Should private equity shops be regulated by the SEC? Felix Salmon listens to a debate between two Democrats and comes away unimpressed with both of them:
The main reason for PE shops to be regulated, of course, has very little to do with fiduciary responsibility, and everything to do with the fact that leverage is a systemically-dangerous thing, and regulators need to know where it is and how it’s being put to use. But it can be hard to explain systemic tail risk to the kind of people who only really understand the meaning of a pie chart when they bake an actual pie.
Precisely. In fact, I’d go further: even if it were true that private equity funds don’t generally operate with abusive levels of leverage today, the fact remains that Wall Street boffins are always on the lookout for new ways to overleverage themselves. If banks and hedge funds are regulated but PE funds aren’t, then eventually some bright boy will figure out a way to leverage a PE fund at 50:1 while still making it look like it’s an ordinary equity shop with modest leverage. The only way to have even an outside chance of preventing this is to regulate any entity with a substantial amount of money — and that most definitely includes PE funds. If they keep their leverage modest, the regulation will be light and little harm is done. But if they start to go overboard because someone figures out a new angle that no one’s ever thought of before — and you know someone will eventually — a regulator who’s already familiar with the operation has at least a fighting chance of catching it before it blows up the world.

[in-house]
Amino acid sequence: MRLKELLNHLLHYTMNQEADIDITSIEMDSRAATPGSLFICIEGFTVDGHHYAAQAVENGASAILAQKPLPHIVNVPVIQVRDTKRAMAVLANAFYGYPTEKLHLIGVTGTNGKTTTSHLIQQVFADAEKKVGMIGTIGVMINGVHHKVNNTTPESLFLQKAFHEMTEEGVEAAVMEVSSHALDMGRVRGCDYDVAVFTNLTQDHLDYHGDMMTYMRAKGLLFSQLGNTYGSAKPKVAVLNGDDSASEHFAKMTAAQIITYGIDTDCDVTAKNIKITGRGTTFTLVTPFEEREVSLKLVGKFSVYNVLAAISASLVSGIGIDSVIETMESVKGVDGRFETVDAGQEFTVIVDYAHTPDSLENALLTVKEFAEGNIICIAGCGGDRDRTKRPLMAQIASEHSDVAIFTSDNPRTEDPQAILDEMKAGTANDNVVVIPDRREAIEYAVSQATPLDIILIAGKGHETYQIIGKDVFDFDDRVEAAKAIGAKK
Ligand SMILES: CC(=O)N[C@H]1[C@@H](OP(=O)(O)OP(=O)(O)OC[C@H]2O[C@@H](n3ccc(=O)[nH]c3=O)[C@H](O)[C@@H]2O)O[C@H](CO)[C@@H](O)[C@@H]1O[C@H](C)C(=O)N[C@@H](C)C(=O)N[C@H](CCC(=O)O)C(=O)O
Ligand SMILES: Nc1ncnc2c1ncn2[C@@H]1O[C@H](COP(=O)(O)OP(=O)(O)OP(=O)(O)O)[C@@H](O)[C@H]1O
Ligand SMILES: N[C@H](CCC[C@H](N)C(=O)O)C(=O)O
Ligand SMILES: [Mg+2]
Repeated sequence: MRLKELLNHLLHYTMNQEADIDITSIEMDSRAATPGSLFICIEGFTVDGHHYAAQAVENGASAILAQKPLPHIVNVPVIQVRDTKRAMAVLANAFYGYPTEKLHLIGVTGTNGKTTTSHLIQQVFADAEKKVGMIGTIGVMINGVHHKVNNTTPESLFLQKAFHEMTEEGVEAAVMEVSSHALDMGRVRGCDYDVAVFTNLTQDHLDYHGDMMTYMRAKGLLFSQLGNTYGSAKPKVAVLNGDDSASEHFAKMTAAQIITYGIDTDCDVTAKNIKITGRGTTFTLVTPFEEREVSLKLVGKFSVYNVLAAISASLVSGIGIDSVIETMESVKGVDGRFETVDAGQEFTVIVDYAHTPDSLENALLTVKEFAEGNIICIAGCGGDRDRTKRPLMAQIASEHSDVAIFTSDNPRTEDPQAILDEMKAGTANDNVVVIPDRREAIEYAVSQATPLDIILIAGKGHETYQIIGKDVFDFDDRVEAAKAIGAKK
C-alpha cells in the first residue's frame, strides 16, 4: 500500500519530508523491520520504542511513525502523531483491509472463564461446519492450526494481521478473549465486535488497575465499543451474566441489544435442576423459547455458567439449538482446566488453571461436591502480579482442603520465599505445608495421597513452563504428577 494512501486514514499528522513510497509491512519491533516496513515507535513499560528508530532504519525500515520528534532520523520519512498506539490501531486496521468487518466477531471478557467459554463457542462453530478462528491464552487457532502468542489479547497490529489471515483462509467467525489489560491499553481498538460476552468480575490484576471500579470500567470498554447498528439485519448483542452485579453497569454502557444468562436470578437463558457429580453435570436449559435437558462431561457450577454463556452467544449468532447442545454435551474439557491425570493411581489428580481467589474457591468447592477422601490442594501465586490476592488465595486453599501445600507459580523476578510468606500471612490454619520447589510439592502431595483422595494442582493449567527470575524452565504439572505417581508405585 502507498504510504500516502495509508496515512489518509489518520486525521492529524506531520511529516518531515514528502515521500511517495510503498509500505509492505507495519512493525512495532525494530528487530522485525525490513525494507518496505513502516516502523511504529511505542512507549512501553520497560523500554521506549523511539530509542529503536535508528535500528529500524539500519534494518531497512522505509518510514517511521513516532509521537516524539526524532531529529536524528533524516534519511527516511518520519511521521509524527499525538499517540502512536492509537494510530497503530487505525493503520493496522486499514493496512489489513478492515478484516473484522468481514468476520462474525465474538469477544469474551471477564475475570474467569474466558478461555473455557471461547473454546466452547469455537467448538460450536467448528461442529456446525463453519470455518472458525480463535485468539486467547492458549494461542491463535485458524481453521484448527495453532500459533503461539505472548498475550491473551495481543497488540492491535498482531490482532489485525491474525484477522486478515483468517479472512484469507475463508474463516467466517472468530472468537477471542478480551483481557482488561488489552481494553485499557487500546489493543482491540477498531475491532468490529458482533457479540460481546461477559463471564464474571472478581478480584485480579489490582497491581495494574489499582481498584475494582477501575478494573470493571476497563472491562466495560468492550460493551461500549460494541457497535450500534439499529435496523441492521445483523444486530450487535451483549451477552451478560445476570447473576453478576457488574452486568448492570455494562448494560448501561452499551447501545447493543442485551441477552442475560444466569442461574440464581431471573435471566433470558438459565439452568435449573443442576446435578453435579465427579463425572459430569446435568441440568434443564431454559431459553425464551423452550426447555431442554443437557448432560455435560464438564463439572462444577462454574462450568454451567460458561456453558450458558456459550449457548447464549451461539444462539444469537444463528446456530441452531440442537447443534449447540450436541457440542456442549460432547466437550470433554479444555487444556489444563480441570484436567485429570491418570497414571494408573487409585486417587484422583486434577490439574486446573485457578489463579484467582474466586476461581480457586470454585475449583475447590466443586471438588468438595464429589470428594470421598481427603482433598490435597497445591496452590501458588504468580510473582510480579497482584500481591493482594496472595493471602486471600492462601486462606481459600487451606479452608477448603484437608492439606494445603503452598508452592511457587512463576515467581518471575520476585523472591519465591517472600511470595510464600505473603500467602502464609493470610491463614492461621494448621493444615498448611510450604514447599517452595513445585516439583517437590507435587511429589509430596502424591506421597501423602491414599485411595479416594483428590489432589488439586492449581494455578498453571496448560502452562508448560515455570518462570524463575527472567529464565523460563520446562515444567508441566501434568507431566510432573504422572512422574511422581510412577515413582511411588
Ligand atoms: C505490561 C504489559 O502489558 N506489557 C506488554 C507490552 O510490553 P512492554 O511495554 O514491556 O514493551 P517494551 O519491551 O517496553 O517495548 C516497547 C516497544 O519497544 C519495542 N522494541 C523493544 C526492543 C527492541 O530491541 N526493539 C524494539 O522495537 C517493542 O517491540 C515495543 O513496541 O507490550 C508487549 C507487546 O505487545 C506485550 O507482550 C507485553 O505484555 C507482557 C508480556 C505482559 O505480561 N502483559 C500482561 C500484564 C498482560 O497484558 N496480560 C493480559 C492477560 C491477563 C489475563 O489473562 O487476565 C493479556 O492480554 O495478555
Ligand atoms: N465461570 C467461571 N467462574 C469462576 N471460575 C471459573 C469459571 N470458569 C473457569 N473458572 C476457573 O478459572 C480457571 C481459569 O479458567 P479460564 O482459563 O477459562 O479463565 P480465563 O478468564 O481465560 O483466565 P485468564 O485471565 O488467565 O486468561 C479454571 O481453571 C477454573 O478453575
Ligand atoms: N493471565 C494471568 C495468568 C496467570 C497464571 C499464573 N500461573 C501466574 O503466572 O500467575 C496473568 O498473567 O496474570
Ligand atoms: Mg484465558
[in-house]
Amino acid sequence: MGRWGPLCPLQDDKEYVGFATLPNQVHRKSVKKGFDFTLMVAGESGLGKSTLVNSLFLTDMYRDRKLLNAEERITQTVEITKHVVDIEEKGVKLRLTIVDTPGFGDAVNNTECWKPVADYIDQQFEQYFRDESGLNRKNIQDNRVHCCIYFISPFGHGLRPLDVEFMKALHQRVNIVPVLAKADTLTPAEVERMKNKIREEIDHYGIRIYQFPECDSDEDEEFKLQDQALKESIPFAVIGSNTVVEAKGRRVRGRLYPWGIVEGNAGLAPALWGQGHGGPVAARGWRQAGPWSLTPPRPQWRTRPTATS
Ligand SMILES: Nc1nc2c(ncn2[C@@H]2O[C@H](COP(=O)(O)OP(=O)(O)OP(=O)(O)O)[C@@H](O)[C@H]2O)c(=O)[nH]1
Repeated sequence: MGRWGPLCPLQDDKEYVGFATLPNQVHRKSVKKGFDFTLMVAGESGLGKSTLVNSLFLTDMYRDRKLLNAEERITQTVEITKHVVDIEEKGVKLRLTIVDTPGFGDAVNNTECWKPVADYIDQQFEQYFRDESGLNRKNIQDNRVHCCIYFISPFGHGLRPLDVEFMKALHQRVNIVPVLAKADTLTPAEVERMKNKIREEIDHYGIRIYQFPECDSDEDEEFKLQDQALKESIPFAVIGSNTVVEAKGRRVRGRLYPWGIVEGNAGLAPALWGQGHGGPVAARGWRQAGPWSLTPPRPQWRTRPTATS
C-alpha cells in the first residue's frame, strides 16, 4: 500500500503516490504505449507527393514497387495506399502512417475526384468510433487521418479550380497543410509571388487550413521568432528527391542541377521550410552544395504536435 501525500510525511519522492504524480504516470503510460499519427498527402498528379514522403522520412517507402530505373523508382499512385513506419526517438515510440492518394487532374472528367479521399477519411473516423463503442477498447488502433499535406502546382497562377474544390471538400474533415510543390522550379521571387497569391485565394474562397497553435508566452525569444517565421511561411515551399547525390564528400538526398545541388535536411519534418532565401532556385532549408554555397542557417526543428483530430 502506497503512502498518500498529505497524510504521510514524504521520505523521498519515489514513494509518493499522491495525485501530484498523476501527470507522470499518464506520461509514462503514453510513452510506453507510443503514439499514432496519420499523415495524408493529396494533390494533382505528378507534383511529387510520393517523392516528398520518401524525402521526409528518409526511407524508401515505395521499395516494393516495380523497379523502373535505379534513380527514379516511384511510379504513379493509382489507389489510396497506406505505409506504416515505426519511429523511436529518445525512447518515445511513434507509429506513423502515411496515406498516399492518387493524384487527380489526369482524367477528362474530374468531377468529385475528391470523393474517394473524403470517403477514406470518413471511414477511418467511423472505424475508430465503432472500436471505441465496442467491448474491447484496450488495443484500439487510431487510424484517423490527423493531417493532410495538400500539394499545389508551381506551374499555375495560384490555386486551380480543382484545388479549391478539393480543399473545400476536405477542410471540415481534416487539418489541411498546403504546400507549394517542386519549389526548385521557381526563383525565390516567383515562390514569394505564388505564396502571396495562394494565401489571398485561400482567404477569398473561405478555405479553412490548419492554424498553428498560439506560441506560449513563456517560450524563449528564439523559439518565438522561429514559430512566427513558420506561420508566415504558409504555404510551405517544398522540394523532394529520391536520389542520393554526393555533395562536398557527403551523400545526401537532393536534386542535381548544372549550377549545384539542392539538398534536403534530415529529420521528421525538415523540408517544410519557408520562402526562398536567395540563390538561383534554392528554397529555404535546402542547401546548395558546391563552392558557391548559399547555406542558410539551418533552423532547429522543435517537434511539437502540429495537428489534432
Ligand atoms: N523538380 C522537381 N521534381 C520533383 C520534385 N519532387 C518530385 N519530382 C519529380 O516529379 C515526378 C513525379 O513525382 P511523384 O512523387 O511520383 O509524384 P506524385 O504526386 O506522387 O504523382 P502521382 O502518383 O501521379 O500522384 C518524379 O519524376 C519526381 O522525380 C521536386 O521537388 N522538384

Leverage is like a termite infestation: it swarms anywhere there’s food, but you hardly even notice it’s there until things get out of hand and your house starts to fall down. Substitute “money” for “food” and “the entire global economy” for “your house,” and that’s leverage. Constant vigilance is the only defense.
Having said that, though, I’d like to defend the practice of baking pies to understand the meaning of pie charts. It sounds like a delicious alternative to reading New York Times op-eds.